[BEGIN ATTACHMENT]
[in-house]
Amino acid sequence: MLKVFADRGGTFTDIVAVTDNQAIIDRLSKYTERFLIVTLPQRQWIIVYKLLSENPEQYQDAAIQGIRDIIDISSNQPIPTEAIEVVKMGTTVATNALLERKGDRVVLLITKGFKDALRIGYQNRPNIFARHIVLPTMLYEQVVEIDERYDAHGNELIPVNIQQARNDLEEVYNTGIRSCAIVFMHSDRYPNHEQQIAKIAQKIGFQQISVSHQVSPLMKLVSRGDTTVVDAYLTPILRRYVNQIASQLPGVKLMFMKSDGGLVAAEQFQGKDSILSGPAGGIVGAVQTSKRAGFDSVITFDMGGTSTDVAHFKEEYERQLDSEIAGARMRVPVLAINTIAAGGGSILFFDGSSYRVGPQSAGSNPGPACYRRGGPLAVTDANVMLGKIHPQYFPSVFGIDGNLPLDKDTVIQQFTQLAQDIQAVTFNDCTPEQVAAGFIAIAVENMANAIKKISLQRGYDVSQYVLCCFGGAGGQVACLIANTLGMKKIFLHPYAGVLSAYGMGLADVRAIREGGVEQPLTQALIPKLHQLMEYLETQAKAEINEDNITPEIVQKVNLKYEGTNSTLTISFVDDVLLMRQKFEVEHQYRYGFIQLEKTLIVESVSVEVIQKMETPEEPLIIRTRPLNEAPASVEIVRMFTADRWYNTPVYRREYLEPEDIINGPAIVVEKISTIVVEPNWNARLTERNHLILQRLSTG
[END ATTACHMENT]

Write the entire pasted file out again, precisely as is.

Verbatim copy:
[in-house]
Amino acid sequence: MLKVFADRGGTFTDIVAVTDNQAIIDRLSKYTERFLIVTLPQRQWIIVYKLLSENPEQYQDAAIQGIRDIIDISSNQPIPTEAIEVVKMGTTVATNALLERKGDRVVLLITKGFKDALRIGYQNRPNIFARHIVLPTMLYEQVVEIDERYDAHGNELIPVNIQQARNDLEEVYNTGIRSCAIVFMHSDRYPNHEQQIAKIAQKIGFQQISVSHQVSPLMKLVSRGDTTVVDAYLTPILRRYVNQIASQLPGVKLMFMKSDGGLVAAEQFQGKDSILSGPAGGIVGAVQTSKRAGFDSVITFDMGGTSTDVAHFKEEYERQLDSEIAGARMRVPVLAINTIAAGGGSILFFDGSSYRVGPQSAGSNPGPACYRRGGPLAVTDANVMLGKIHPQYFPSVFGIDGNLPLDKDTVIQQFTQLAQDIQAVTFNDCTPEQVAAGFIAIAVENMANAIKKISLQRGYDVSQYVLCCFGGAGGQVACLIANTLGMKKIFLHPYAGVLSAYGMGLADVRAIREGGVEQPLTQALIPKLHQLMEYLETQAKAEINEDNITPEIVQKVNLKYEGTNSTLTISFVDDVLLMRQKFEVEHQYRYGFIQLEKTLIVESVSVEVIQKMETPEEPLIIRTRPLNEAPASVEIVRMFTADRWYNTPVYRREYLEPEDIINGPAIVVEKISTIVVEPNWNARLTERNHLILQRLSTG